An acute or chronic enterotoxemia seen in chickens, turkeys and ducks worldwide, caused by Clostridium perfringens and characterised by a fibrino-necrotic enteritis, usually of the mid- small intestine. Mortality may be 5-50%, usually around 10%. Infection occurs by faecal-oral transmission. Spores of the causative organism are highly resistant. Predisposing factors include coccidiosis/coccidiasis, diet (high protein), in ducks possibly heavy strains, high viscosity diets (often associated with high rye and wheat inclusions in the diet), contaminated feed and/or water, other debilitating diseases.
• Ruffled feathers.
• Closed eyes.
• Dark coloured diarrhoea.
• Sudden death in good condition (ducks).
• Small intestine (usually middle to distal) thickened and distended.
• Intestinal mucosa with diptheritic membrane.
• Intestinal contents may be dark brown with necrotic material.
• Reflux of bile-stained liquid in the crop if upper small intestine affected.
• Affected birds tend to be dehydrated and to undergo rapid putrefaction.
A presumptive diagnosis may be made based on flock history and gross lesions Confirmation is on the observation of abundant rods in smears from affected tissues and a good response to specific medication, usually in less than 48 hours.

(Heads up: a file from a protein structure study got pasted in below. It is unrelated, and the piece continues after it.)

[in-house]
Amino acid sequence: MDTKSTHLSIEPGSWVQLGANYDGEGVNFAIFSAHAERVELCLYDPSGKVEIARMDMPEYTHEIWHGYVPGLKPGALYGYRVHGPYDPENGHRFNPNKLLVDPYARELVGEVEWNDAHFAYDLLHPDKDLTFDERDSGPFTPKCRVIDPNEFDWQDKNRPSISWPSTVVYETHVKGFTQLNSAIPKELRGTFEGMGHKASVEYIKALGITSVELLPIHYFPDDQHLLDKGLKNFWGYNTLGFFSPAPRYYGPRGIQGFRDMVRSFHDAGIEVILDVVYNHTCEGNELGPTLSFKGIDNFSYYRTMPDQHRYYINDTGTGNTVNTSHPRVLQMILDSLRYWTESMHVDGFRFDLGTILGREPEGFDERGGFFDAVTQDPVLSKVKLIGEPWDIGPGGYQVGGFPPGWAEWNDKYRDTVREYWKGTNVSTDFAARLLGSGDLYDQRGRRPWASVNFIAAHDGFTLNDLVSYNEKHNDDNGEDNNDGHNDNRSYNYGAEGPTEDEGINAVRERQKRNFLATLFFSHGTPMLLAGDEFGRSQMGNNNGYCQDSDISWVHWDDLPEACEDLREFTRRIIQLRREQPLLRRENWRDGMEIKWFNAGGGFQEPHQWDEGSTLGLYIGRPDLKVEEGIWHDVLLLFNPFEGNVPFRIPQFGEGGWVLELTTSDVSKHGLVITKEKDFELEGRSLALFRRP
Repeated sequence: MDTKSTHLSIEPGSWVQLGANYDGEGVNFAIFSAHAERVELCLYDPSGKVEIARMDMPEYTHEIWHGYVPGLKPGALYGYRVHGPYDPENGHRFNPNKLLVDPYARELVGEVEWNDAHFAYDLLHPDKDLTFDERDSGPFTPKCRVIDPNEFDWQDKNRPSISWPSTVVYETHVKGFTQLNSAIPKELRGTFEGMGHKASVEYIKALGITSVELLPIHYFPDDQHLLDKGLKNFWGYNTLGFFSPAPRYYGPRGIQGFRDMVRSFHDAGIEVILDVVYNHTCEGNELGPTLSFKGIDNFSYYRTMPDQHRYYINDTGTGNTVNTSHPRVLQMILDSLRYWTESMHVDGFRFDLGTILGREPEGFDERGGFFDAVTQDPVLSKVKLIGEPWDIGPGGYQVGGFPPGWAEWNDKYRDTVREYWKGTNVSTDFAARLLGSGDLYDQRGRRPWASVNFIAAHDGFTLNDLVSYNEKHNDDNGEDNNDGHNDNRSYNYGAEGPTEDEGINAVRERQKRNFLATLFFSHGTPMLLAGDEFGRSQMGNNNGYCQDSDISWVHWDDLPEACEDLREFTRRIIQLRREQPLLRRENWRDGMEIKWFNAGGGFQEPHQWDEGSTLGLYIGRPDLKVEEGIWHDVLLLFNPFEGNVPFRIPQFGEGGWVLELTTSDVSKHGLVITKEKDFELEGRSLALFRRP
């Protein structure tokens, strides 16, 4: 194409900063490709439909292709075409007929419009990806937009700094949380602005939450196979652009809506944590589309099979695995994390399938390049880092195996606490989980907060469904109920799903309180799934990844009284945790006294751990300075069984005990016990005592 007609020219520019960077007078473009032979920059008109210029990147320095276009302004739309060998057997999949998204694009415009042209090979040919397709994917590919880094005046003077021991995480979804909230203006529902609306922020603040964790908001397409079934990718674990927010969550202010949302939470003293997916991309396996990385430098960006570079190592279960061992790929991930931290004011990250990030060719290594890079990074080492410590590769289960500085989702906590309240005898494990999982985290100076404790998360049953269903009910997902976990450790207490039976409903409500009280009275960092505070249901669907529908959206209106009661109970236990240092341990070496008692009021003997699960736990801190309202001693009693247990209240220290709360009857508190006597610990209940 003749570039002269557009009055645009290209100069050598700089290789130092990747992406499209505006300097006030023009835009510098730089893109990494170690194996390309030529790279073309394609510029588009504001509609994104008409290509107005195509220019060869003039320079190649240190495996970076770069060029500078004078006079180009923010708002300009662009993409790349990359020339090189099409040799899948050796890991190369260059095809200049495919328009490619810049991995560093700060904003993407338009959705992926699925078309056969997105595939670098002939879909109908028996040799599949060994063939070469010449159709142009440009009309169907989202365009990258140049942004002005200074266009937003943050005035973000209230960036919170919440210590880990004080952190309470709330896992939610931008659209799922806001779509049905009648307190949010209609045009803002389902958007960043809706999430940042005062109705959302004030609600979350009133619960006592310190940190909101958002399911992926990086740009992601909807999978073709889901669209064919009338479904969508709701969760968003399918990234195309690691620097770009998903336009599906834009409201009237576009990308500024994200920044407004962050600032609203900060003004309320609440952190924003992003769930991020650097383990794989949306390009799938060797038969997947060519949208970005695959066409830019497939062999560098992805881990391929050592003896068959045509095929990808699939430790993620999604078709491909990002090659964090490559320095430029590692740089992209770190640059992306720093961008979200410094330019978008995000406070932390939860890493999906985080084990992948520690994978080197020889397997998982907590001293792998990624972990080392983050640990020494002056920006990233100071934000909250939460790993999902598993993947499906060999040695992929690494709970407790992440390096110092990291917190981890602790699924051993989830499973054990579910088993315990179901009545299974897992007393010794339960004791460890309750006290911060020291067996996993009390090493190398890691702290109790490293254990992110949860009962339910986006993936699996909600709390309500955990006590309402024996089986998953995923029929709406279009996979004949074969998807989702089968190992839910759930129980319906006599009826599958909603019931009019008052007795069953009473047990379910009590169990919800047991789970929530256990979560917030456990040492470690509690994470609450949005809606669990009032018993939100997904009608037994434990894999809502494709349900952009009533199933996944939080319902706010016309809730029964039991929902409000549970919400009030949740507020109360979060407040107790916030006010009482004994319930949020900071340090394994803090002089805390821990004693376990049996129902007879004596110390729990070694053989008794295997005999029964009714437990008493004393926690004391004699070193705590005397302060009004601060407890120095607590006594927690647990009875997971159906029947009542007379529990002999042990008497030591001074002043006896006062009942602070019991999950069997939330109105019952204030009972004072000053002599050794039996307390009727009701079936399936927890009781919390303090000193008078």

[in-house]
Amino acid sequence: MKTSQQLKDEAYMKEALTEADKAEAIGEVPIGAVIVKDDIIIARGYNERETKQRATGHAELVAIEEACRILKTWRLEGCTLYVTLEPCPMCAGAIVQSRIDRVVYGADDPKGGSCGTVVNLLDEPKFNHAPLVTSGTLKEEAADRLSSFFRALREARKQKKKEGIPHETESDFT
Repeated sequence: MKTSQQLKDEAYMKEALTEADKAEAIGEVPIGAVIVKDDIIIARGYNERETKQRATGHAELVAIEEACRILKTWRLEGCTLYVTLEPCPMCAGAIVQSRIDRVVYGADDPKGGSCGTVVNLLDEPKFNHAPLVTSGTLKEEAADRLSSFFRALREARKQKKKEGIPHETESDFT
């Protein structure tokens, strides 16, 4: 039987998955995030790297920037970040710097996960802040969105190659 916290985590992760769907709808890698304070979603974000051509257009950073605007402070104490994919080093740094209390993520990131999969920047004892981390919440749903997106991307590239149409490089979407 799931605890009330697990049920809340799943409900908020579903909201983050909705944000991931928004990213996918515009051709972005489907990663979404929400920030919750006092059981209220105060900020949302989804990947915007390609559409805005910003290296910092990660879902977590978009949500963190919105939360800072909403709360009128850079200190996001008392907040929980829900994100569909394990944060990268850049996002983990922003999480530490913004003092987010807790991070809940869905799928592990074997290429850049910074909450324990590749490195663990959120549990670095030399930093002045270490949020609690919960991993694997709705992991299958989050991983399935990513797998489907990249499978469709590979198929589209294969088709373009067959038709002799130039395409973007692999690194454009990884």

Penicillins (e.g. phenoxymethyl penicillin, amoxycillin), in drinking water, or Bacitracin in feed (e.g. 100 ppm). Treatment of ducks is not very successful, neomycin and erythromycin are used in the USA. Water medication for 3-5 days and in-feed medication for 5-7 days depending on the severity.
Penicillin in feed is preventive, high levels of most growth promotors and normal levels of ionophore anticoccidials also help. Probiotics may limit multiplication of bacteria and toxin production. In many countries local regulations or market conditions prevent the routine use of many of these options.